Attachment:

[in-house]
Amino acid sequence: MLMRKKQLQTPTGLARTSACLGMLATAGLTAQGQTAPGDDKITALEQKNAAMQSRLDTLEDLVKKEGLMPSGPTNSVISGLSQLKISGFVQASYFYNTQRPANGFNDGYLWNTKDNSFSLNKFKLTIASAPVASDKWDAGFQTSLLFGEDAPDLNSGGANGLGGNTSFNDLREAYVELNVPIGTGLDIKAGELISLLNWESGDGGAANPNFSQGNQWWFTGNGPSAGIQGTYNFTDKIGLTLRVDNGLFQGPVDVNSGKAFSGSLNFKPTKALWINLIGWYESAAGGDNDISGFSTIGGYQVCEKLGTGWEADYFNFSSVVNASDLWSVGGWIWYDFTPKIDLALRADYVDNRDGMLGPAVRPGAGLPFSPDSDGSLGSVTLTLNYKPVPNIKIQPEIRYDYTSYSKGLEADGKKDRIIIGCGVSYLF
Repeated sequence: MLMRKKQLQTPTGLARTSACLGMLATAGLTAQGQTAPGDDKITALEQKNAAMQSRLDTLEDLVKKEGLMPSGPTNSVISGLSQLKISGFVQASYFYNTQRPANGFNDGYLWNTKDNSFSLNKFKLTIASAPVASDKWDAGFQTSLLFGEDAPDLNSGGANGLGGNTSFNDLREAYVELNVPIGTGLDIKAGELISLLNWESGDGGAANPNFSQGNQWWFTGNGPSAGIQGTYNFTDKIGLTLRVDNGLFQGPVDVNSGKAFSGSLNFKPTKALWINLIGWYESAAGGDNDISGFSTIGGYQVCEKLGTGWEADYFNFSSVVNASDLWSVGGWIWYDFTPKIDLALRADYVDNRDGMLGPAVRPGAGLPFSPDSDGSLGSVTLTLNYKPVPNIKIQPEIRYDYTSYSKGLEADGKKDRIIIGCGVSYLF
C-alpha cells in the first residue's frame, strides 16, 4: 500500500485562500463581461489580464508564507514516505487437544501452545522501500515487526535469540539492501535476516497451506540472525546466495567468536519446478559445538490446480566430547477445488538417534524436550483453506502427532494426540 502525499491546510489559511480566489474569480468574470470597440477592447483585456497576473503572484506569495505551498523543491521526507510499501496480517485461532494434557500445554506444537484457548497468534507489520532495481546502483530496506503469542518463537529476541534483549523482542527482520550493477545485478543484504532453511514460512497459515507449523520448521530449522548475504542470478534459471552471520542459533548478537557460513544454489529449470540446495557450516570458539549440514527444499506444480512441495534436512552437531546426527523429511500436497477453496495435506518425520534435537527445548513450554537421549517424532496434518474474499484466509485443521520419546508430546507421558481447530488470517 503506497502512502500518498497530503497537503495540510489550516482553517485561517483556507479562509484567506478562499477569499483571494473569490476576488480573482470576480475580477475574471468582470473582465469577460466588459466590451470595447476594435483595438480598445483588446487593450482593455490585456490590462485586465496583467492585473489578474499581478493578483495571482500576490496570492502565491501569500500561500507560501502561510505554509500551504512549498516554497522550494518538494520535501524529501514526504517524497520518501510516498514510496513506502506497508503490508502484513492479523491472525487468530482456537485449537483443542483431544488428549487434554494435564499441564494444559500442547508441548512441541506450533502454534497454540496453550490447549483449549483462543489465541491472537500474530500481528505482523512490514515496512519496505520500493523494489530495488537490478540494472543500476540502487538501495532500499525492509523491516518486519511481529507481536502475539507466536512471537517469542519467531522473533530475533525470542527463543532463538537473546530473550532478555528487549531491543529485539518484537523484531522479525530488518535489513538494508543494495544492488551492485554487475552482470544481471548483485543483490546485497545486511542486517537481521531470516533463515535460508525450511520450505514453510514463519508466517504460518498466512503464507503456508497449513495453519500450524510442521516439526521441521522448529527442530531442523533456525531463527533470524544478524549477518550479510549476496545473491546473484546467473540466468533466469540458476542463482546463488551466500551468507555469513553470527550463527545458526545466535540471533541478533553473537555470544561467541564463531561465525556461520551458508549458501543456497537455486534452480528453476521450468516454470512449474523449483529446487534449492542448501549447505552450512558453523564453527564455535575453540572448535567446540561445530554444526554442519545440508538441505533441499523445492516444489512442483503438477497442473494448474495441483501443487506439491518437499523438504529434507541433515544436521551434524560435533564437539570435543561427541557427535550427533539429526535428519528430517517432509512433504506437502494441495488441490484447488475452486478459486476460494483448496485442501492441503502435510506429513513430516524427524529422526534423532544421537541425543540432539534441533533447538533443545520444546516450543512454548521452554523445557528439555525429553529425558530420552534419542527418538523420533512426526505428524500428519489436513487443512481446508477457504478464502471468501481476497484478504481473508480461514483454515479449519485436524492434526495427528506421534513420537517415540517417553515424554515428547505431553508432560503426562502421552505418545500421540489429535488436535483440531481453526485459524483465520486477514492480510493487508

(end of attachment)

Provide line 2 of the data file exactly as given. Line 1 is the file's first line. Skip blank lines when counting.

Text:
Amino acid sequence: MLMRKKQLQTPTGLARTSACLGMLATAGLTAQGQTAPGDDKITALEQKNAAMQSRLDTLEDLVKKEGLMPSGPTNSVISGLSQLKISGFVQASYFYNTQRPANGFNDGYLWNTKDNSFSLNKFKLTIASAPVASDKWDAGFQTSLLFGEDAPDLNSGGANGLGGNTSFNDLREAYVELNVPIGTGLDIKAGELISLLNWESGDGGAANPNFSQGNQWWFTGNGPSAGIQGTYNFTDKIGLTLRVDNGLFQGPVDVNSGKAFSGSLNFKPTKALWINLIGWYESAAGGDNDISGFSTIGGYQVCEKLGTGWEADYFNFSSVVNASDLWSVGGWIWYDFTPKIDLALRADYVDNRDGMLGPAVRPGAGLPFSPDSDGSLGSVTLTLNYKPVPNIKIQPEIRYDYTSYSKGLEADGKKDRIIIGCGVSYLF